Consider the following trivial bit of OCaml:
open Printf let _ = let array_max arr = let arr' = Array.copy arr; Array.sort (fun a b -> b - a) arr'; arr'.(0) in printf "max=%d\n" (array_max [|1;2;3;4;5|])
To me as a beginner this looks quite plausible, since I wrote something much like it, of course it should actually be:
let arr' = Array.copy arr in
But the error from the compiler is strange:
make -k ocamlc -g -c testcase.ml File "testcase.ml", line 9, characters 0-0: Error: Syntax error make: *** [testcase.cmo] Error 2 make: Target `testcase' not remade because of errors
That is actually one character beyond the end of my file!
So my top tip for today is, mysteriously vague error messages like this are probably a
; instead of an
in somewhere. Emacs to the rescue:
M-x replace-regexp RET \(let.*\); RET \1 in RET
Hah! Now if only I could think of a way to invoke that automagically when I get
I hate it, too. The error messages of the ocaml compiler are often not very helpful. Another common error that produce confusing error messages is a “;” at the end of a function (instead of ‘;;’ or no semicolon at all)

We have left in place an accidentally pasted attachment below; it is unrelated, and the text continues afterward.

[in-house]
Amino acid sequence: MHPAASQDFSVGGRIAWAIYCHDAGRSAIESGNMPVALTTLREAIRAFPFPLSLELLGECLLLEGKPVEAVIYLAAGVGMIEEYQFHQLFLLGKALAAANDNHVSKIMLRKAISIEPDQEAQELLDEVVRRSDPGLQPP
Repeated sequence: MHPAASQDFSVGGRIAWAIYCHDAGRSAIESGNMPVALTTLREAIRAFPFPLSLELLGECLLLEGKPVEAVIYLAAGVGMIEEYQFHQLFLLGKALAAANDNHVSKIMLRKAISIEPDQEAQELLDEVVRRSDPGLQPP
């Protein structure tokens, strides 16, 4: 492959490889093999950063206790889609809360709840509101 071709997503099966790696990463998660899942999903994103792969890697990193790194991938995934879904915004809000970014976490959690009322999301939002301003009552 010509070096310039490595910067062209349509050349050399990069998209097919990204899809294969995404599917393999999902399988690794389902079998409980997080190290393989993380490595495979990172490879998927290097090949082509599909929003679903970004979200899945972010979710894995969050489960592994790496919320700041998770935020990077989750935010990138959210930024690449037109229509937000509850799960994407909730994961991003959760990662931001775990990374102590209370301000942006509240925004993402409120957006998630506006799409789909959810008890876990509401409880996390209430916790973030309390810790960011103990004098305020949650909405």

Another annoying thing is that the compiler always stops at the first error. Other compilers can show further error messages in the same run,…
btw array_max without copying and more generic:
let array_max arr = Array.fold_left max arr.(0) arr
or better something like:
let array_max = function
| [||] -> raise (Invalid_argument "array_max")
| arr -> Array.fold_left max arr.(0) arr
Cool, thanks for the tip! I think I actually did it with
Array.to_listthen sorted it and did
hdbut I needed an example for the error.
I have to say, the Haskell compiler is much more helpful, tho’ in its own way it can be just as obscure sometimes 🙂
-pp camlp4o yields a more useful error message. Also better use
let () =instead of
let _ =in this case.
Ah, that is much nicer:
ocamlc -g -custom -annot -pp camlp4o -o test test.ml
File "test.ml", line 8, characters 44-45:
Parse error: "in" expected after [binding] (in [expr])
I shall certainly add this to my standard Makefile template, thanks!
What’s the difference between
let _ =and let () = ? Do they both not mean, discard the results of this computation, I just want the side effects?
# let f x = let _ = x in ();;
val f : 'a -> unit =
# let f x = let () = x in ();;
val f : unit -> unit =